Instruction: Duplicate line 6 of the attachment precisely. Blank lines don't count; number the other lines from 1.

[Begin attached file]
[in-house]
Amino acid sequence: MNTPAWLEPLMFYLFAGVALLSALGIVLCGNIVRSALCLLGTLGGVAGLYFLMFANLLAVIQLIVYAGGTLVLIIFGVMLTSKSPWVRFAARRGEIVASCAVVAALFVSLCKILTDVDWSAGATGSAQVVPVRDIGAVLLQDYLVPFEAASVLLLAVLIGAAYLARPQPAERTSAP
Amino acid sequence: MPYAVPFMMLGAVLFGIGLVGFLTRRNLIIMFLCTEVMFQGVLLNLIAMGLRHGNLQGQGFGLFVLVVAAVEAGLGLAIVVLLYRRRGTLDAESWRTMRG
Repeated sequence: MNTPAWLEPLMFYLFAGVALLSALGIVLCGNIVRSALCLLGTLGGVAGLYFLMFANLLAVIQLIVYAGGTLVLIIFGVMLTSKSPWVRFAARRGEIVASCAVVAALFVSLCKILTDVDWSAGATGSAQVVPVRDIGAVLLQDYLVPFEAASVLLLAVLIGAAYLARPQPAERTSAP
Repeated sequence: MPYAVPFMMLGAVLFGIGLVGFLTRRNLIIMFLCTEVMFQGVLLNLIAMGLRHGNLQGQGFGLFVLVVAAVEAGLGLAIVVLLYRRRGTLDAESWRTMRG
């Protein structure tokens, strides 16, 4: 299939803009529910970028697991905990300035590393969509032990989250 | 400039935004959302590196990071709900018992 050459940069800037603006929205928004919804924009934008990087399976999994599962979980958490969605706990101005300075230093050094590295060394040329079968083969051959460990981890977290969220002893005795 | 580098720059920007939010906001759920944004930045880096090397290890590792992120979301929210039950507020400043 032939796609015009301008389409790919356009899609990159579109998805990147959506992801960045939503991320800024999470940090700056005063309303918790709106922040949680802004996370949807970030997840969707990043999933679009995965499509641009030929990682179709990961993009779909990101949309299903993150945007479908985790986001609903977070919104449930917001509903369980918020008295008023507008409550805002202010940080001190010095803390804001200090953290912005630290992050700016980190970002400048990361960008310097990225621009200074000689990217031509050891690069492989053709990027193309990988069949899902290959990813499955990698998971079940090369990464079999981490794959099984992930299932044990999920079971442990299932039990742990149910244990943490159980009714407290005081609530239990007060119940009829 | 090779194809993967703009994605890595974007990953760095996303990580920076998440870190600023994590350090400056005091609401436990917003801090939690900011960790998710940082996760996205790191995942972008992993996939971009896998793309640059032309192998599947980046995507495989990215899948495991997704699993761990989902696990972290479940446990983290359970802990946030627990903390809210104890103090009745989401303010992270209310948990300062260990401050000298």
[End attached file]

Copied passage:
């Protein structure tokens, strides 16, 4: 299939803009529910970028697991905990300035590393969509032990989250 | 400039935004959302590196990071709900018992 050459940069800037603006929205928004919804924009934008990087399976999994599962979980958490969605706990101005300075230093050094590295060394040329079968083969051959460990981890977290969220002893005795 | 580098720059920007939010906001759920944004930045880096090397290890590792992120979301929210039950507020400043 032939796609015009301008389409790919356009899609990159579109998805990147959506992801960045939503991320800024999470940090700056005063309303918790709106922040949680802004996370949807970030997840969707990043999933679009995965499509641009030929990682179709990961993009779909990101949309299903993150945007479908985790986001609903977070919104449930917001509903369980918020008295008023507008409550805002202010940080001190010095803390804001200090953290912005630290992050700016980190970002400048990361960008310097990225621009200074000689990217031509050891690069492989053709990027193309990988069949899902290959990813499955990698998971079940090369990464079999981490794959099984992930299932044990999920079971442990299932039990742990149910244990943490159980009714407290005081609530239990007060119940009829 | 090779194809993967703009994605890595974007990953760095996303990580920076998440870190600023994590350090400056005091609401436990917003801090939690900011960790998710940082996760996205790191995942972008992993996939971009896998793309640059032309192998599947980046995507495989990215899948495991997704699993761990989902696990972290479940446990983290359970802990946030627990903390809210104890103090009745989401303010992270209310948990300062260990401050000298």